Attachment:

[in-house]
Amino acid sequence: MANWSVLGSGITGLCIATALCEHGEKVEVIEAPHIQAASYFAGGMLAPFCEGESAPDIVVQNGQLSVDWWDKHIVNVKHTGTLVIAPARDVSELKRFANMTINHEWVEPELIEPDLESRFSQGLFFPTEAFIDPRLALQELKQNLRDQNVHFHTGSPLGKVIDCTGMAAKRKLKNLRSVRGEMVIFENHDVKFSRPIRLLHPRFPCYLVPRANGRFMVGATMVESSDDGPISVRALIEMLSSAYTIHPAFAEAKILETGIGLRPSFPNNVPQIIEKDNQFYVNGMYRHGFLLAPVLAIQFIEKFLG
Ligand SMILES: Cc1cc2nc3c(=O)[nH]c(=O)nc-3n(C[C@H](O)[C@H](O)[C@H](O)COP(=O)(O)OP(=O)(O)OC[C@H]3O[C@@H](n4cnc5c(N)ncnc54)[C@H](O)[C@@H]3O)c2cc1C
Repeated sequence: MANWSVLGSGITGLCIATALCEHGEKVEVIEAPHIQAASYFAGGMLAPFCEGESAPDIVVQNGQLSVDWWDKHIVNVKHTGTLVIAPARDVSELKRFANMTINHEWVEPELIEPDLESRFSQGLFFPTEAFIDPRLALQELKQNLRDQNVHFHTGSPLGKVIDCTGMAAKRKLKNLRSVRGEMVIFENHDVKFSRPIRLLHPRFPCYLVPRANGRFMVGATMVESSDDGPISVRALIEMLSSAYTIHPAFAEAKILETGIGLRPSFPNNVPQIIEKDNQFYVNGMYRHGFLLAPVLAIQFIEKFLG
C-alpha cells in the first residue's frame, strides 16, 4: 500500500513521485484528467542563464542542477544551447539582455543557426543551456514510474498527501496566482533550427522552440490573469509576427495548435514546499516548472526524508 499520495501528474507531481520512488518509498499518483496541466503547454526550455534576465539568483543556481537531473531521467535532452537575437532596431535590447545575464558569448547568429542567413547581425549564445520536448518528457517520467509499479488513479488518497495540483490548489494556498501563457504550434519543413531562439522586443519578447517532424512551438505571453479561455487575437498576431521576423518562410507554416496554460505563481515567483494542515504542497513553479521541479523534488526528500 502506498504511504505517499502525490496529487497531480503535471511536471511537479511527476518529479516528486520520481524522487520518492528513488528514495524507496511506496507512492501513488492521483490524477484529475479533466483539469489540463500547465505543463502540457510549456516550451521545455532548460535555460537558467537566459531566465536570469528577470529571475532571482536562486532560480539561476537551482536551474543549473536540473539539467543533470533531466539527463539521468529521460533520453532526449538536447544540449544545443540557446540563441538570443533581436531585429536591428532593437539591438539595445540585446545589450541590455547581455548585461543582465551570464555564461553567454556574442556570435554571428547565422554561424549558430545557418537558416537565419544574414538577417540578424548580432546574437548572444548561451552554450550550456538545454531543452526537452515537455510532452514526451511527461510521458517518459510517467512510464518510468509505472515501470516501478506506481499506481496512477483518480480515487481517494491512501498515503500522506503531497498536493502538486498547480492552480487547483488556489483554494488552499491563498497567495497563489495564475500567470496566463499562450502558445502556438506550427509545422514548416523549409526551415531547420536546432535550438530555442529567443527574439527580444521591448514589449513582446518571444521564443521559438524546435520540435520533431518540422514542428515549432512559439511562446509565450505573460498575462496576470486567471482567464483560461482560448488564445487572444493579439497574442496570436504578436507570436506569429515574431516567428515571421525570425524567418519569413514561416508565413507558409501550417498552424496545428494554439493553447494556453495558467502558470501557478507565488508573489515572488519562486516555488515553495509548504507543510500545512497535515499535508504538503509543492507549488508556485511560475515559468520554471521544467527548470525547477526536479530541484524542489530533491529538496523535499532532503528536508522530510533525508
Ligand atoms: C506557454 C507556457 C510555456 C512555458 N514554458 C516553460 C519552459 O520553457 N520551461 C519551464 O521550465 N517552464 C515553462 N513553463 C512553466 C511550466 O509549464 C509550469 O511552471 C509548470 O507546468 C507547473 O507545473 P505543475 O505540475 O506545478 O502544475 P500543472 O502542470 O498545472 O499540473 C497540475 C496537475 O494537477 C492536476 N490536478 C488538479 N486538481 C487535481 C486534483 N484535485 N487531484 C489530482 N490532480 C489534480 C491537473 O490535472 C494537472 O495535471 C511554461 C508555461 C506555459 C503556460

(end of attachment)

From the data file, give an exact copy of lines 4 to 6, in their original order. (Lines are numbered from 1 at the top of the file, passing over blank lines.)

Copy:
Repeated sequence: MANWSVLGSGITGLCIATALCEHGEKVEVIEAPHIQAASYFAGGMLAPFCEGESAPDIVVQNGQLSVDWWDKHIVNVKHTGTLVIAPARDVSELKRFANMTINHEWVEPELIEPDLESRFSQGLFFPTEAFIDPRLALQELKQNLRDQNVHFHTGSPLGKVIDCTGMAAKRKLKNLRSVRGEMVIFENHDVKFSRPIRLLHPRFPCYLVPRANGRFMVGATMVESSDDGPISVRALIEMLSSAYTIHPAFAEAKILETGIGLRPSFPNNVPQIIEKDNQFYVNGMYRHGFLLAPVLAIQFIEKFLG
C-alpha cells in the first residue's frame, strides 16, 4: 500500500513521485484528467542563464542542477544551447539582455543557426543551456514510474498527501496566482533550427522552440490573469509576427495548435514546499516548472526524508 499520495501528474507531481520512488518509498499518483496541466503547454526550455534576465539568483543556481537531473531521467535532452537575437532596431535590447545575464558569448547568429542567413547581425549564445520536448518528457517520467509499479488513479488518497495540483490548489494556498501563457504550434519543413531562439522586443519578447517532424512551438505571453479561455487575437498576431521576423518562410507554416496554460505563481515567483494542515504542497513553479521541479523534488526528500 502506498504511504505517499502525490496529487497531480503535471511536471511537479511527476518529479516528486520520481524522487520518492528513488528514495524507496511506496507512492501513488492521483490524477484529475479533466483539469489540463500547465505543463502540457510549456516550451521545455532548460535555460537558467537566459531566465536570469528577470529571475532571482536562486532560480539561476537551482536551474543549473536540473539539467543533470533531466539527463539521468529521460533520453532526449538536447544540449544545443540557446540563441538570443533581436531585429536591428532593437539591438539595445540585446545589450541590455547581455548585461543582465551570464555564461553567454556574442556570435554571428547565422554561424549558430545557418537558416537565419544574414538577417540578424548580432546574437548572444548561451552554450550550456538545454531543452526537452515537455510532452514526451511527461510521458517518459510517467512510464518510468509505472515501470516501478506506481499506481496512477483518480480515487481517494491512501498515503500522506503531497498536493502538486498547480492552480487547483488556489483554494488552499491563498497567495497563489495564475500567470496566463499562450502558445502556438506550427509545422514548416523549409526551415531547420536546432535550438530555442529567443527574439527580444521591448514589449513582446518571444521564443521559438524546435520540435520533431518540422514542428515549432512559439511562446509565450505573460498575462496576470486567471482567464483560461482560448488564445487572444493579439497574442496570436504578436507570436506569429515574431516567428515571421525570425524567418519569413514561416508565413507558409501550417498552424496545428494554439493553447494556453495558467502558470501557478507565488508573489515572488519562486516555488515553495509548504507543510500545512497535515499535508504538503509543492507549488508556485511560475515559468520554471521544467527548470525547477526536479530541484524542489530533491529538496523535499532532503528536508522530510533525508
Ligand atoms: C506557454 C507556457 C510555456 C512555458 N514554458 C516553460 C519552459 O520553457 N520551461 C519551464 O521550465 N517552464 C515553462 N513553463 C512553466 C511550466 O509549464 C509550469 O511552471 C509548470 O507546468 C507547473 O507545473 P505543475 O505540475 O506545478 O502544475 P500543472 O502542470 O498545472 O499540473 C497540475 C496537475 O494537477 C492536476 N490536478 C488538479 N486538481 C487535481 C486534483 N484535485 N487531484 C489530482 N490532480 C489534480 C491537473 O490535472 C494537472 O495535471 C511554461 C508555461 C506555459 C503556460